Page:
I think I already answered it once, Justice Scalia, but I'll answer it again.
The answer is I think, given this -- a practice going back to the founding of the Republic, the practice should be -- the practice should govern, but we don't have that here.
This provision has been subject to contention as to its meaning since the first days of the Republic.

It doesn’t get much starker than this: Text versus practice—which wins?

Justice Alito pressed the same stark hypothetical on counsel for Noel Canning, who came back with about a definitive a response (text wins!) as we’re going to get on this question. (Listen here.)

Justice Samuel Alito: Can I ask you a variant of the question that Justice Scalia asked General Verrilli.
Suppose we think that the language in the Constitution is perfectly clear in some respect, but that there is a 200-year-old consistent practice, agreement by the President, going back to Washington and by the Senate that the language actually means something else.
What would we do in that situation?

Noel J. Francisco: Your Honor, I think that the language has to govern.
And I would like to address the issue about the consequences of a ruling in our favor in this case.
Of course, if you were to rule on the third question presented, it wouldn't call into question any past recess appointments at all, given the unprecedented nature of the appointments at issue in this case.
But, frankly, if you ruled on the first two questions, I don't think it would be particularly disruptive in terms of calling it a question, the decisions of past appointees.
Justice Sotomayor, to take the Article III courts, for example, since 1960, there have only been four potentially improper appointments to the Article III court's recess appointments.
Each of them served approximately a year or less. Three were to the court of appeals, one to a Federal district court judge in 1981.

Justice Elena Kagan: Mr. Francisco, I'm sorry, but could we go back to Justice Alito's question, because I really have the same issue with your argument.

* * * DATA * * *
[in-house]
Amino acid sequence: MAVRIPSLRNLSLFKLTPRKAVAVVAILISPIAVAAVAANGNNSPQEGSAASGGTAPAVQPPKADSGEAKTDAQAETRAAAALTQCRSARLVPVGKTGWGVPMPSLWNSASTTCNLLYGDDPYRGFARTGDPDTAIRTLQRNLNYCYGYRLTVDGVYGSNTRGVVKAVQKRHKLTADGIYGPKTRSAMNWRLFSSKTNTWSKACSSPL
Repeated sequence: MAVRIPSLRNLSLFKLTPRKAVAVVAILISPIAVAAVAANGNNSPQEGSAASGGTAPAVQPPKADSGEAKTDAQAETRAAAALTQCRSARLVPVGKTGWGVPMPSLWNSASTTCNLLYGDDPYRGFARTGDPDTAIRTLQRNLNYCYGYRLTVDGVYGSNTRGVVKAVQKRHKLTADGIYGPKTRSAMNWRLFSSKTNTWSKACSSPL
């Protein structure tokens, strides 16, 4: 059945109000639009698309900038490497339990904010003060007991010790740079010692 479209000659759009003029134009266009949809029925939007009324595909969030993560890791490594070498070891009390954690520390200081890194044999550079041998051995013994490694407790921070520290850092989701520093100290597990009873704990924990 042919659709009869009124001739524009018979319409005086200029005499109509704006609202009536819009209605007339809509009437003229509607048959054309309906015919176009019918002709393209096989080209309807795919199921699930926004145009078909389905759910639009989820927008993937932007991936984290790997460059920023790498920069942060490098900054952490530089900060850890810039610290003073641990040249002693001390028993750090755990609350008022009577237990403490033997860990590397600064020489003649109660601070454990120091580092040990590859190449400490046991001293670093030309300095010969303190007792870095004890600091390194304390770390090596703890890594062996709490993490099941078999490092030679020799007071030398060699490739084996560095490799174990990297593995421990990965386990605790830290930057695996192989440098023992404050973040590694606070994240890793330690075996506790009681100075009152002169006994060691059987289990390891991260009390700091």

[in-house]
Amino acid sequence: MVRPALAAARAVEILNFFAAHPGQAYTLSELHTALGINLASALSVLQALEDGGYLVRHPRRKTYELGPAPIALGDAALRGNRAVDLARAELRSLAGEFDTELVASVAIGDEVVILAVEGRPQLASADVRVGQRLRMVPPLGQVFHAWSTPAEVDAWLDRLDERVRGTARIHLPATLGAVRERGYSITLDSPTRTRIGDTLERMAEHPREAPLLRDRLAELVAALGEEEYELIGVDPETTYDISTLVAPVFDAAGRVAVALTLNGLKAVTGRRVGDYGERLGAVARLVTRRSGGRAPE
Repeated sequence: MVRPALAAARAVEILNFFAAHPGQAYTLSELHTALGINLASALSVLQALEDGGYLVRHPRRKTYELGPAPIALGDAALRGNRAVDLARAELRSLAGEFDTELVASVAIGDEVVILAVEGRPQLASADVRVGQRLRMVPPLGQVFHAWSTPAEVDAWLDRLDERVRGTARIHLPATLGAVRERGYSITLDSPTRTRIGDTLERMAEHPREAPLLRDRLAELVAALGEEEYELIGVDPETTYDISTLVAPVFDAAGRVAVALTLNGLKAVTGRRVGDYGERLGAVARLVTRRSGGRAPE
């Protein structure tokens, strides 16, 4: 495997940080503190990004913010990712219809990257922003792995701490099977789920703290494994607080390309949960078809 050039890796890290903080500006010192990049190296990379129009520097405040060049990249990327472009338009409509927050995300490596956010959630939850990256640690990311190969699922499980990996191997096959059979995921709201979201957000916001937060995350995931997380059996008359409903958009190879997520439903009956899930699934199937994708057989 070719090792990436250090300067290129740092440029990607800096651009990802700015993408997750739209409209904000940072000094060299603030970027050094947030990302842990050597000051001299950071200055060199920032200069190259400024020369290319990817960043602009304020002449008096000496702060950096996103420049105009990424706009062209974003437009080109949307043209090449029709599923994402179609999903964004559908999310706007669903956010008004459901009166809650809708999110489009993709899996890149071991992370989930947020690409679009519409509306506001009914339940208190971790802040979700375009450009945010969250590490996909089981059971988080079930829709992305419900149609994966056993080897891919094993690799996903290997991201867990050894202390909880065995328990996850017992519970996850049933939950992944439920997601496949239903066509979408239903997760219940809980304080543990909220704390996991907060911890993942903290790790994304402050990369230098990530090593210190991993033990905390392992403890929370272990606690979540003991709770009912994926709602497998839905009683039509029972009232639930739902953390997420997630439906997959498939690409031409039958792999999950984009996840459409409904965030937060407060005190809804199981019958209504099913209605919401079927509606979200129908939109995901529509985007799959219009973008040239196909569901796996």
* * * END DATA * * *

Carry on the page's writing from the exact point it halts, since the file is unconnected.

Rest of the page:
You know, suppose that on one -- let's say the “ happens ” argument, that yours is at least the most natural reading of the statute, at least the way we understand the word “ happen ” today, and maybe a compelled reading, but the history points so much in the other direction; and that that history brings with it a whole set of practices and traditions and ways of dealing with each other that has grown around a certain interpretation of what “ happens ” means, right?
The idea that we would wake up one fine morning and chuck all of that because all of a sudden we happened to read the clause, I mean, that at least needs to be defended.

Noel J. Francisco: Yes, Your Honor, and I believe that the relevant history actually supports us, that is the history at the time of the founding.

Justice Elena Kagan: I know, but now, you're -- you're again -- I mean, assume that there is a 200-year-old established practice, everybody has agreed to it, but the text, when you really look at it, points the other way.

Noel J. Francisco: Yes, Your Honor.
I would dispute the premises, but I will accept the premises for the purposes of the question.
The political branches of the government have no authority to give or take away the structural protections of the Constitution.
They don't exist to protect the Senate from the President or the President from the Senate.
These are liberty-protecting provisions that protect the people from the government as a whole.
So if the Constitution is quite clear as to what those structural protections are, but the political branches, assuming for the sake of argument, have conspired to deplete them, that is illegitimate, and it should be rejected by this Court.

We all look forward to learning what the Justices are going to do with this one.